Zeopore is in the position to couple these catalytic bene- fits with an economical and tunable zeolite manufactur - ing process. A Chad A Perrott, Business Advisor, Galexia & VGO applications, Albemarle, email@example.com Cold flow properties such as cloud point, pour point, and cold filter plugging point are a function of the diesel paraffin content. Longer carbon chain n-paraffins exhibit poor cold flow properties, and the concentration must be reduced via one or a combination of several solutions to meet desired product specifications. One avenue is to dilute the n-paraffin content with a lower cloud point material, such as blending kerosene into the diesel pool. Although this is a relatively sim - ple solution, it has the disadvantage of downgrading kerosene to diesel and may impact other diesel prop- erties, such as end point. Another solution is to adjust the feedstock quality by reducing the end point and removing the high carbon number n-paraffins. This solution has the benefit of potentially improving the performance of the hydro- treating catalyst; however, it also downgrades diesel feed to vacuum gasoil and lowers the yield of diesel products. Finally, cracking or isomerisation dewaxing catalysts enable improvement of cold flow properties without requiring any feed adjustments or blending of other streams. Cracking dewaxing catalysts work by crack- ing n-paraffins to shorter carbon numbers with lower cold flow properties. Isomerisation dewaxing catalysts isomerise n-paraffins to iso-paraffins, thereby improv - ing cold flow properties while maintaining molecules in the diesel boiling range. When only moderate cold flow improvement is required in trim dewaxing, either catalytic solution can provide comparable per- formance. However, when high severity cold flow improvement is required, such as the production of winter or arctic diesel, an isomerisation catalyst is the preferred route because cracking catalysts result in high yield loss with the production of naphtha and light ends. Regardless of the technology selected for catalytic dewaxing, a reduction in treating catalyst volume to make room for dewaxing catalyst is typical. This change can result in higher space velocities and oper- ating severity to ensure dewaxing activity. Higher severities can lead to unit cycle length constraints. The treating section can be rebalanced by using bulk metal catalysts with increased volumetric activity in HDN/ HDA reactions to mitigate cycle length concerns when initiating dewaxing operations. A Eelko Brevoord, Consultant, Catalyst Intelligence Sarl, Brevoord@catalyst-intelligence.com ULSD cold flow properties are determined by the dis - tillation curve and product composition. Especially normal paraffins create pour cold flow properties. With the co-processing of vegetable oils in mind, con- verted to normal paraffins, cold flow properties are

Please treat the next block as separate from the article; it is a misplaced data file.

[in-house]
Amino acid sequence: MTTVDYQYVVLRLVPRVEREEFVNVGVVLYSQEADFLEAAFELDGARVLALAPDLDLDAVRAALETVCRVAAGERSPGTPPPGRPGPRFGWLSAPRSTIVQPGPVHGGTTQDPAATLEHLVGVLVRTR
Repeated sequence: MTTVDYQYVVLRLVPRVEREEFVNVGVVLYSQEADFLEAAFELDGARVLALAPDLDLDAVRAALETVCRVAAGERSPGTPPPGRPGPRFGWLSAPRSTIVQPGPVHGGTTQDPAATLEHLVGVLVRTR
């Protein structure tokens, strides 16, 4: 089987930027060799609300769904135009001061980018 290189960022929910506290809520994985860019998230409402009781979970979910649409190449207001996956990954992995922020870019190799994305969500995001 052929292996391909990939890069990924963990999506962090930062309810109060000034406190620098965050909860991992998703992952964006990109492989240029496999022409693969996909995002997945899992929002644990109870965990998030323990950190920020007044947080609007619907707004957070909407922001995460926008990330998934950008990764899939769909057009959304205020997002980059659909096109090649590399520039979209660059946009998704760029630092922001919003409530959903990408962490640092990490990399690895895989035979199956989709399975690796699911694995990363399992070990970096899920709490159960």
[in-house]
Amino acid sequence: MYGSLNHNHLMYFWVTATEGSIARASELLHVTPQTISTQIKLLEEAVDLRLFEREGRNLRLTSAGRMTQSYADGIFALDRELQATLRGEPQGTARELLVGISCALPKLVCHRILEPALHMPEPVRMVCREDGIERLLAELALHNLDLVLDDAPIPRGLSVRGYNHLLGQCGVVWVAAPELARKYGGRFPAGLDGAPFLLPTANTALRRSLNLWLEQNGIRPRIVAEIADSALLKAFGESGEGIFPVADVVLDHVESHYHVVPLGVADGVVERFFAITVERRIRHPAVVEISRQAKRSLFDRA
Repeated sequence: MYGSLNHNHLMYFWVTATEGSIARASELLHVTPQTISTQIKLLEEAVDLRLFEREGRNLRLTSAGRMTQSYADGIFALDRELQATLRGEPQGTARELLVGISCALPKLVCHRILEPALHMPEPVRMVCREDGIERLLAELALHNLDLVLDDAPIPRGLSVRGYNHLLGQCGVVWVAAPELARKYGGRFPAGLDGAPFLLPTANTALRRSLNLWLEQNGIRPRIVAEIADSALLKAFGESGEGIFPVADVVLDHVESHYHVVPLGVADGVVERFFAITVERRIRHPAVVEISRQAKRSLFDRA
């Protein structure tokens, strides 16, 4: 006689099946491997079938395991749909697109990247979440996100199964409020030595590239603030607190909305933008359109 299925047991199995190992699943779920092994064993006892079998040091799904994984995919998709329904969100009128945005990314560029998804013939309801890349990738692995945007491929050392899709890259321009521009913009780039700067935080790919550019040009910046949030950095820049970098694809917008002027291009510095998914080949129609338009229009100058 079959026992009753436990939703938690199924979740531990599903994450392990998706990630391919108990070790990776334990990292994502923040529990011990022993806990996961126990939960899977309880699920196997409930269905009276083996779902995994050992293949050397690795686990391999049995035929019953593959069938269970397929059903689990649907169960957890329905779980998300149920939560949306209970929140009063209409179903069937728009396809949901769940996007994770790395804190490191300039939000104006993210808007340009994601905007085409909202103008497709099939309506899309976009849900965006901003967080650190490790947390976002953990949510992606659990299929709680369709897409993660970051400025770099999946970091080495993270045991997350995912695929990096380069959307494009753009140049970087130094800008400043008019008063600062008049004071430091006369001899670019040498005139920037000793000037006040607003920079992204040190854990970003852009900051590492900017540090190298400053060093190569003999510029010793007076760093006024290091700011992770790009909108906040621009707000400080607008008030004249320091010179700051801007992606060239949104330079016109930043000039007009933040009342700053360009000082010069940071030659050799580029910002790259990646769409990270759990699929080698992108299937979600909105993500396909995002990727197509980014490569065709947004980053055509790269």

In catalytic dewaxing, the highest selectivity to an ULSD product with much improved cold flow prop - erties, hence the lowest degree of undesired (over) cracking, is often achieved using isomerisation-selective zeolite-based bi-functional catalysts. The narrow unidi- rectional micropore structure of today’s isomerisation zeolite catalysts forms the highest industry standard of dewaxing improvement based on a stable and tunable CP improvement. Nevertheless, the zeolite’s narrow micropores also provoke undesired access and diffu - sion limitations, resulting in significant losses through overcracking. Mesoporous zeolites add a secondary level of larger mesopores to conventional zeolites, thereby increasing their catalytic efficiency by improving access to the active sites located in the zeolites’ micropores (prin- ciple visualised in related Zeopore article: https://bit. ly/3qIHRsE). The superior performance of mesoporous zeolites in selective isomerisation is firmly established. For example, Zeopore scientists have, together with world-renowned isomerisation expert Prof. Johan Martens (University of Leuven, Belgium), pioneered the superior catalytic performance of mesoporous zeolites almost a decade ago [Refs DOI: 10.1002/ cssc.201200888 and DOI:10.1016/j.cattod.2013.03.041]. However, the big challenge remains to manufacture such superior mesoporous zeolites at an industrially affordable price tag. Recently, to convince the global dewaxing industry, Zeopore has tested a noble-metal-containing unidirec- tional mesoporised dewaxing zeolite on a waxy ULSD in a parallel state-of-the-art 16-fold high-throughput testing unit at hte GmbH in Heidelberg, Germany (related Zeopore article: https://bit.ly/3AaD7jH). The test has been conducted in broad ranges of industrially relevant pressures, temperature, and space velocities. The results (also summarised in related Zeopore article: https://bit.ly/3AaD7jH) demonstrate a breakthrough in catalytic dewaxing: at fixed CP improvement, the mesoporised Zeopore dewaxing zeolite enables a five- fold lower diesel yield loss, reaching below 0.06 wt% loss per degree of CP improvement. This achievement becomes particularly attractive when considering that Figure 1 Catalytic dewaxing routes towards lower could and melting points, hence improved cold flow properties Graph taken from www.digitalrefining.com/article/1000927 (2014).
18 Catalysis 2022
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